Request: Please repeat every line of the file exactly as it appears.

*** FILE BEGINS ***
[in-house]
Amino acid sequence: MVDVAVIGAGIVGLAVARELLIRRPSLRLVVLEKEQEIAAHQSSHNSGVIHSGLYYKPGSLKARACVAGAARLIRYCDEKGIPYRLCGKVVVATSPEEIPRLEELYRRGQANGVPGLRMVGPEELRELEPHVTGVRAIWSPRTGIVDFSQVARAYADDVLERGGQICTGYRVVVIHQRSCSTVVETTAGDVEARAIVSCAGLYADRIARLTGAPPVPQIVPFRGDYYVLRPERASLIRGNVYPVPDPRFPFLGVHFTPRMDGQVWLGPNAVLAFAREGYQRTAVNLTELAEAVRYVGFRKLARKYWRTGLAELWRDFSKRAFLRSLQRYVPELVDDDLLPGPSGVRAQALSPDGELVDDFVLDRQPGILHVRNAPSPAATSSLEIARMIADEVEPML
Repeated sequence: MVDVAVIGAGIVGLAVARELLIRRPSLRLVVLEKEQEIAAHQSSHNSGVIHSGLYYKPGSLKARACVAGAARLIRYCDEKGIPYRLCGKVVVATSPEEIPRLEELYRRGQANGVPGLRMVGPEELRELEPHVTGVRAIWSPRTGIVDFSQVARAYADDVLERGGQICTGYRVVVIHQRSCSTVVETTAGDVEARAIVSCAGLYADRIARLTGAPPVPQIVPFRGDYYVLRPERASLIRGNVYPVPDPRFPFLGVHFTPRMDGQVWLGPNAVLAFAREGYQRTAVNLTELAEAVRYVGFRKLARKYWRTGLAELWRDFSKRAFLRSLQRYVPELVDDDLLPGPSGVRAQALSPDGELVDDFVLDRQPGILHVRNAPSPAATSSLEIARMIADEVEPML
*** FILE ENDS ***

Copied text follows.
[in-house]
Amino acid sequence: MVDVAVIGAGIVGLAVARELLIRRPSLRLVVLEKEQEIAAHQSSHNSGVIHSGLYYKPGSLKARACVAGAARLIRYCDEKGIPYRLCGKVVVATSPEEIPRLEELYRRGQANGVPGLRMVGPEELRELEPHVTGVRAIWSPRTGIVDFSQVARAYADDVLERGGQICTGYRVVVIHQRSCSTVVETTAGDVEARAIVSCAGLYADRIARLTGAPPVPQIVPFRGDYYVLRPERASLIRGNVYPVPDPRFPFLGVHFTPRMDGQVWLGPNAVLAFAREGYQRTAVNLTELAEAVRYVGFRKLARKYWRTGLAELWRDFSKRAFLRSLQRYVPELVDDDLLPGPSGVRAQALSPDGELVDDFVLDRQPGILHVRNAPSPAATSSLEIARMIADEVEPML
Repeated sequence: MVDVAVIGAGIVGLAVARELLIRRPSLRLVVLEKEQEIAAHQSSHNSGVIHSGLYYKPGSLKARACVAGAARLIRYCDEKGIPYRLCGKVVVATSPEEIPRLEELYRRGQANGVPGLRMVGPEELRELEPHVTGVRAIWSPRTGIVDFSQVARAYADDVLERGGQICTGYRVVVIHQRSCSTVVETTAGDVEARAIVSCAGLYADRIARLTGAPPVPQIVPFRGDYYVLRPERASLIRGNVYPVPDPRFPFLGVHFTPRMDGQVWLGPNAVLAFAREGYQRTAVNLTELAEAVRYVGFRKLARKYWRTGLAELWRDFSKRAFLRSLQRYVPELVDDDLLPGPSGVRAQALSPDGELVDDFVLDRQPGILHVRNAPSPAATSSLEIARMIADEVEPML